N.Y. Times critic A.O. Scott begins his Shutter Island review as follows: “[The film] takes place off the coast of Massachusetts in 1954. I’m sorry, that should be OFF THE COAST OF MASSACHUSETTS! IN 1954! since every detail and incident in the movie, however minor, is subjected to frantic, almost demented (and not always unenjoyable) amplification.”
Mark Ruffalo, Leonardo DiCaprio in Martin Scorsese’s Shutter Island.
“The wail of strangled cellos accompanies shots of the titular island, a sinister, rain-lashed outcropping that is home to a mental hospital for the CRIMINALLY INSANE! The color scheme is lurid, and the camera movements telegraph anxiety. Nothing is as it seems. Something TERRIBLE is afoot.
“Sadly, that something turns out to be the movie itself.
“The full dimensions of [this] catastrophe come into view only gradually. At first everything is fine, or at least not quite right in a way that seems agreeably intriguing. Mr. Scorsese uses his considerable formal dexterity — his intimate, comprehensive understanding of how sound and image work together to create meanings and moods — to conjure a tingly atmosphere of uncertainty and dread.
“[But] you begin to suspect almost immediately that a lot of narrative misdirection is at work here, as MacGuffins and red herrings spawn and swarm. But just when the puzzle should accelerate, the picture slows down, pushing poor Teddy into a series of encounters with excellent actors (Emily Mortimer, Jackie Earle Haley, Patricia Clarkson) who provide painstaking exposition of matters that the audience already suspects are completely irrelevant.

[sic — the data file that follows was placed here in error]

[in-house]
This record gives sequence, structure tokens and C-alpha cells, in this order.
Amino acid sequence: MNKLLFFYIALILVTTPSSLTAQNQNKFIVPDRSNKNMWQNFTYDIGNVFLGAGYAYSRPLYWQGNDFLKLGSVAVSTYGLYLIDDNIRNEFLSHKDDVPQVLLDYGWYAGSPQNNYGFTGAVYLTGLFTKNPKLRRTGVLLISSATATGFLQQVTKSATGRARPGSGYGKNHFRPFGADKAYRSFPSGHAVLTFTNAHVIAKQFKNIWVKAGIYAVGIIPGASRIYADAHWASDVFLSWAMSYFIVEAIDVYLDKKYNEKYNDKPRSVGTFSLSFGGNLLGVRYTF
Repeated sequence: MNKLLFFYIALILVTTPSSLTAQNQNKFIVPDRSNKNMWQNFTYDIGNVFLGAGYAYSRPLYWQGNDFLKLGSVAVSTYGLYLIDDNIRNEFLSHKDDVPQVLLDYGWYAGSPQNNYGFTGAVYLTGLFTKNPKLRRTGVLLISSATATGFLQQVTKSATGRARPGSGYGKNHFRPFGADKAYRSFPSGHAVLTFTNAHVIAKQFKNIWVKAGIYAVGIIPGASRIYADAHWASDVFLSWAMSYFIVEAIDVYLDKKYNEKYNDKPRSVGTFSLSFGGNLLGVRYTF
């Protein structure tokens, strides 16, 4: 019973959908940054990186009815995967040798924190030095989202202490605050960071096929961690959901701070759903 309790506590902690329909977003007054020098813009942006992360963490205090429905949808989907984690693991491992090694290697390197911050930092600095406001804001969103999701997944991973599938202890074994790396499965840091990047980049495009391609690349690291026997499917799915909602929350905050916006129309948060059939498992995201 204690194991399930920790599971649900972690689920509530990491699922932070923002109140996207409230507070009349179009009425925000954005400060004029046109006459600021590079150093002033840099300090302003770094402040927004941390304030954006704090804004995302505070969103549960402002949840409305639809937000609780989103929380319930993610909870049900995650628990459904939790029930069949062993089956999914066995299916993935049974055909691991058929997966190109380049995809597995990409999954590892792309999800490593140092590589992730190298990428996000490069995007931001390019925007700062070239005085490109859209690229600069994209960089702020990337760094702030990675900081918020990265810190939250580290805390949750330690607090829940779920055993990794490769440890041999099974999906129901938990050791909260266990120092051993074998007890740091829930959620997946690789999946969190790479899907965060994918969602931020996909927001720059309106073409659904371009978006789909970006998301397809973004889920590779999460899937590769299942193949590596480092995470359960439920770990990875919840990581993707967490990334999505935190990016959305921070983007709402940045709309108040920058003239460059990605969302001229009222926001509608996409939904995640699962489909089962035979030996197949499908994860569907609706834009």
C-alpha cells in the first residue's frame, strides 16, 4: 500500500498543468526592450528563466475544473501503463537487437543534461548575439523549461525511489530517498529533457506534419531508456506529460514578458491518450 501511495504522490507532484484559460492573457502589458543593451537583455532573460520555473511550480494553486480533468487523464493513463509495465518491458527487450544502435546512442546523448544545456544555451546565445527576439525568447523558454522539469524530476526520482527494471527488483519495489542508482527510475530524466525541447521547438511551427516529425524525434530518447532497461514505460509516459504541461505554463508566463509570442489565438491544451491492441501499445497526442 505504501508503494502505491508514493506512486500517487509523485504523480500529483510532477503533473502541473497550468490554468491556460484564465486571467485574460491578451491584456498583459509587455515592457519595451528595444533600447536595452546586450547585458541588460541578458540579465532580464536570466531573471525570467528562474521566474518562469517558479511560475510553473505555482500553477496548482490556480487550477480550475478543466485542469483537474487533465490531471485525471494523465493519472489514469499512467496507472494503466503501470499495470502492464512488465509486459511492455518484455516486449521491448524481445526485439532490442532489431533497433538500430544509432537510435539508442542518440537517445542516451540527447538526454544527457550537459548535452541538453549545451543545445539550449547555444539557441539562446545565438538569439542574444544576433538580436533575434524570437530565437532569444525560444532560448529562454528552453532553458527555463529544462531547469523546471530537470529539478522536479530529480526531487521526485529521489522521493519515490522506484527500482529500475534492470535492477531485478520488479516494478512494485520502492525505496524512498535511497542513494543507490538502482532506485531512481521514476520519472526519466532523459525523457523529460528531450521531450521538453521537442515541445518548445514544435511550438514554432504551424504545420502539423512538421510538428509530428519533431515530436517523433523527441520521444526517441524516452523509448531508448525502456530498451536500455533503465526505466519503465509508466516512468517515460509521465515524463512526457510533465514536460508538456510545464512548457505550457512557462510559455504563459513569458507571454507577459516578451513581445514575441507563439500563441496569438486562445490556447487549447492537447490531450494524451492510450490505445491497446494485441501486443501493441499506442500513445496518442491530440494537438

“Mr. Scorsese in effect forces you to study the threads on the rug he is preparing, with lugubrious deliberateness, to pull out from under you. As the final revelations approach, the stakes diminish precipitously, and the sense that the whole movie has been a strained and pointless contrivance starts to take hold.
“[Scorsese] seems to have been unable to locate what it is in this movie he cares about, beyond any particular, local formal concern. He has, in the past, used characters whose grasp of reality was shaky — or who stubbornly lived in realities of their own making — as vehicles for psychological exploration and even social criticism. But both Teddy’s mind and the world of Shutter Island are closed, airless systems, illuminated with flashes of virtuosity but with no particular heat, conviction or purpose.”